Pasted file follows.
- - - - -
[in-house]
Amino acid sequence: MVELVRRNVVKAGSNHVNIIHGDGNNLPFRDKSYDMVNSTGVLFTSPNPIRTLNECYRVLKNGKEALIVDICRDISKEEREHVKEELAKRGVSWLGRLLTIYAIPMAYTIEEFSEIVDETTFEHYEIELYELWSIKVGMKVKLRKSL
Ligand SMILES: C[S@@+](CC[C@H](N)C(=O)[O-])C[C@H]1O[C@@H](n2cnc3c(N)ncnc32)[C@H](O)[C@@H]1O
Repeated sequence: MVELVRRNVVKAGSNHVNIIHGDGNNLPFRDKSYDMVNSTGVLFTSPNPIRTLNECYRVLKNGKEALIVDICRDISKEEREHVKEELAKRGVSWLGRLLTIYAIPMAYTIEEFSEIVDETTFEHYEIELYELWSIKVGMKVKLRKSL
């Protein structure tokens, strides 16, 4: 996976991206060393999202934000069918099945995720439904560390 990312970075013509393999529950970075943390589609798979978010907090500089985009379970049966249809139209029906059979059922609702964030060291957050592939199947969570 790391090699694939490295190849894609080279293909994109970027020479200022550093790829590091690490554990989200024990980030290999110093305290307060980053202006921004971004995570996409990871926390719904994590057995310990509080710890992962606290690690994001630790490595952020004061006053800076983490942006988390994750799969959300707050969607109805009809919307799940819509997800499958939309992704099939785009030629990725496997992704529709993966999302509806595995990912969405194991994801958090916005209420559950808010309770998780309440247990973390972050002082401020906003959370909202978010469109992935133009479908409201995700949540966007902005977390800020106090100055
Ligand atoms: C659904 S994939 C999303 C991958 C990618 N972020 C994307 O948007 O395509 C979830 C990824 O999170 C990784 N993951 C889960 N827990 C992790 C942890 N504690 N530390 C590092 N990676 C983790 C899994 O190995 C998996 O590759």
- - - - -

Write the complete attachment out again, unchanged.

[in-house]
Amino acid sequence: MVELVRRNVVKAGSNHVNIIHGDGNNLPFRDKSYDMVNSTGVLFTSPNPIRTLNECYRVLKNGKEALIVDICRDISKEEREHVKEELAKRGVSWLGRLLTIYAIPMAYTIEEFSEIVDETTFEHYEIELYELWSIKVGMKVKLRKSL
Ligand SMILES: C[S@@+](CC[C@H](N)C(=O)[O-])C[C@H]1O[C@@H](n2cnc3c(N)ncnc32)[C@H](O)[C@@H]1O
Repeated sequence: MVELVRRNVVKAGSNHVNIIHGDGNNLPFRDKSYDMVNSTGVLFTSPNPIRTLNECYRVLKNGKEALIVDICRDISKEEREHVKEELAKRGVSWLGRLLTIYAIPMAYTIEEFSEIVDETTFEHYEIELYELWSIKVGMKVKLRKSL
């Protein structure tokens, strides 16, 4: 996976991206060393999202934000069918099945995720439904560390 990312970075013509393999529950970075943390589609798979978010907090500089985009379970049966249809139209029906059979059922609702964030060291957050592939199947969570 790391090699694939490295190849894609080279293909994109970027020479200022550093790829590091690490554990989200024990980030290999110093305290307060980053202006921004971004995570996409990871926390719904994590057995310990509080710890992962606290690690994001630790490595952020004061006053800076983490942006988390994750799969959300707050969607109805009809919307799940819509997800499958939309992704099939785009030629990725496997992704529709993966999302509806595995990912969405194991994801958090916005209420559950808010309770998780309440247990973390972050002082401020906003959370909202978010469109992935133009479908409201995700949540966007902005977390800020106090100055
Ligand atoms: C659904 S994939 C999303 C991958 C990618 N972020 C994307 O948007 O395509 C979830 C990824 O999170 C990784 N993951 C889960 N827990 C992790 C942890 N504690 N530390 C590092 N990676 C983790 C899994 O190995 C998996 O590759």